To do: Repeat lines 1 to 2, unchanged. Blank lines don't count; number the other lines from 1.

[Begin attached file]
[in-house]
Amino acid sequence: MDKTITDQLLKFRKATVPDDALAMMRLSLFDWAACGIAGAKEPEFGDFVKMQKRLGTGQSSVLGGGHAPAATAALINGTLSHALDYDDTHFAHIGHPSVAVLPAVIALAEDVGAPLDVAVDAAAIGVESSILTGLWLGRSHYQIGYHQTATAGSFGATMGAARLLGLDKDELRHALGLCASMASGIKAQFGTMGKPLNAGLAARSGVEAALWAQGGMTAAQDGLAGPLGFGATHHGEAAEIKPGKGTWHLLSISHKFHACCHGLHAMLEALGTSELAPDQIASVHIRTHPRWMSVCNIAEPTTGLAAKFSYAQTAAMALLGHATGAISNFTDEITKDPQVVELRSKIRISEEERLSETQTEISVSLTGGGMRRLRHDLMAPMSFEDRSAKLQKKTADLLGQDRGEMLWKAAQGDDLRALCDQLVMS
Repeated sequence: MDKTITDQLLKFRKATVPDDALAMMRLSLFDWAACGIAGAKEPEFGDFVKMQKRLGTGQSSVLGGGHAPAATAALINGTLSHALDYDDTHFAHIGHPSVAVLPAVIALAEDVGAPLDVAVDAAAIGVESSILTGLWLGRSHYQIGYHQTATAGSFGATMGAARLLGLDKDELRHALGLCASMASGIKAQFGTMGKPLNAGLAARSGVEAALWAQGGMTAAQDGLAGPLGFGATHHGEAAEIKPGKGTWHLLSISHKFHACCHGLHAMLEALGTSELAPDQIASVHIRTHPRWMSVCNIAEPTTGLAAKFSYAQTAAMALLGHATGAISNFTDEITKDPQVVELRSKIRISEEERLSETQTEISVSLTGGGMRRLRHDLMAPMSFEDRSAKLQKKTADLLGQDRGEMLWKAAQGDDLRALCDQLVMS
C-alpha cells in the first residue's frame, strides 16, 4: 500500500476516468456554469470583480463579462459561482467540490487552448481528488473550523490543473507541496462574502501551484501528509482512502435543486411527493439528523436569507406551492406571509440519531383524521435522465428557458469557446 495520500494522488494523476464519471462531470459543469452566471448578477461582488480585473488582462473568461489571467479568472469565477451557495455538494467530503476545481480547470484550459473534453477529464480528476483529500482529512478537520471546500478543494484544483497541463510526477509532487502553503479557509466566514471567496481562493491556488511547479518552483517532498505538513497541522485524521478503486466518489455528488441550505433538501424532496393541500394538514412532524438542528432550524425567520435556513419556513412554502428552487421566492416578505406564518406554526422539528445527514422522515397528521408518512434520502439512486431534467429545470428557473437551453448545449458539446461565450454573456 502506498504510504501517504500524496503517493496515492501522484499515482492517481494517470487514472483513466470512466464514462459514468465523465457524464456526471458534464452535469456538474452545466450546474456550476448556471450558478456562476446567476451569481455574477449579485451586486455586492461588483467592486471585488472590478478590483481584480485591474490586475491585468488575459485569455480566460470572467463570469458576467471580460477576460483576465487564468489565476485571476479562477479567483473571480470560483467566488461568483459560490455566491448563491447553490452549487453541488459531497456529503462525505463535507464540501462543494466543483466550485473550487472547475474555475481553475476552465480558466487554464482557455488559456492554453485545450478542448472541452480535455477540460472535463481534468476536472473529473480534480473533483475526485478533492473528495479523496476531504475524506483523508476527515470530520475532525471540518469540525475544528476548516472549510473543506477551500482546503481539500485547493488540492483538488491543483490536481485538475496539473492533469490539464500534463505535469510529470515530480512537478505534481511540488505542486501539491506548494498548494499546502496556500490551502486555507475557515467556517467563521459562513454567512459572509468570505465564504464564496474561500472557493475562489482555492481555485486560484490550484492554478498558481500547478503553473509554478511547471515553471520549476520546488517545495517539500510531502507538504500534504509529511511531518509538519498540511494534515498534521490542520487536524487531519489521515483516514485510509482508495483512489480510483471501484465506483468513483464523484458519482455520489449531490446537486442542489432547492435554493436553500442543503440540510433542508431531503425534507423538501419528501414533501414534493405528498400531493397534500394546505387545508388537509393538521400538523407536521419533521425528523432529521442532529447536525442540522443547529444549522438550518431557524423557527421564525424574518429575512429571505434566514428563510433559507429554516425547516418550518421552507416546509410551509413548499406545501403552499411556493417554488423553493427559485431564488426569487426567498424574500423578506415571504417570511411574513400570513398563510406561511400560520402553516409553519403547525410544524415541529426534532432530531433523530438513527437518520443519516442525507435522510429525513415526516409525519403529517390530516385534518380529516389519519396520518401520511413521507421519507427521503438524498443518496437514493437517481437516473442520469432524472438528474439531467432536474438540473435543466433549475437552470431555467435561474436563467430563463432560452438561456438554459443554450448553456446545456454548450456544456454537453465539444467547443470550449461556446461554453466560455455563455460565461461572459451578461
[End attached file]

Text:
[in-house]
Amino acid sequence: MDKTITDQLLKFRKATVPDDALAMMRLSLFDWAACGIAGAKEPEFGDFVKMQKRLGTGQSSVLGGGHAPAATAALINGTLSHALDYDDTHFAHIGHPSVAVLPAVIALAEDVGAPLDVAVDAAAIGVESSILTGLWLGRSHYQIGYHQTATAGSFGATMGAARLLGLDKDELRHALGLCASMASGIKAQFGTMGKPLNAGLAARSGVEAALWAQGGMTAAQDGLAGPLGFGATHHGEAAEIKPGKGTWHLLSISHKFHACCHGLHAMLEALGTSELAPDQIASVHIRTHPRWMSVCNIAEPTTGLAAKFSYAQTAAMALLGHATGAISNFTDEITKDPQVVELRSKIRISEEERLSETQTEISVSLTGGGMRRLRHDLMAPMSFEDRSAKLQKKTADLLGQDRGEMLWKAAQGDDLRALCDQLVMS